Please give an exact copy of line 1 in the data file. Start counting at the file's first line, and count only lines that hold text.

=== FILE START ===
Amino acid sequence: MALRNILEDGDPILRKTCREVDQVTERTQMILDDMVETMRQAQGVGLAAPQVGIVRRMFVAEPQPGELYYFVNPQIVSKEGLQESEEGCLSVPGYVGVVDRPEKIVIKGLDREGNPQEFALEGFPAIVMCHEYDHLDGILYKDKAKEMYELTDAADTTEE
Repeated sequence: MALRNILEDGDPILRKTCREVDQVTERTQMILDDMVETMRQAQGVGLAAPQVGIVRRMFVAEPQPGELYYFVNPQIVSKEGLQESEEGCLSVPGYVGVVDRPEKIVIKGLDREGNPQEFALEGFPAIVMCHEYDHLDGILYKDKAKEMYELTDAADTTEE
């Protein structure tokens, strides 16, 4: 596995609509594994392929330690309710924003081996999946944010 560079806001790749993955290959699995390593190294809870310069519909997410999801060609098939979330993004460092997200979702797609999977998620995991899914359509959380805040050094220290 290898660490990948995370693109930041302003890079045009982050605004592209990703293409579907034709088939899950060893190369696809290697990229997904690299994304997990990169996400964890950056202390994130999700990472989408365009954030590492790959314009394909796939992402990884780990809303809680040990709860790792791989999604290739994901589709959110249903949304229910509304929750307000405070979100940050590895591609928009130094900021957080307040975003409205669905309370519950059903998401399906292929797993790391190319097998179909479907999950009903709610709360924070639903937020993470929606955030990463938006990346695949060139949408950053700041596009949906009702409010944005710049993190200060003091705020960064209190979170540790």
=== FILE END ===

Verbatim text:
Amino acid sequence: MALRNILEDGDPILRKTCREVDQVTERTQMILDDMVETMRQAQGVGLAAPQVGIVRRMFVAEPQPGELYYFVNPQIVSKEGLQESEEGCLSVPGYVGVVDRPEKIVIKGLDREGNPQEFALEGFPAIVMCHEYDHLDGILYKDKAKEMYELTDAADTTEE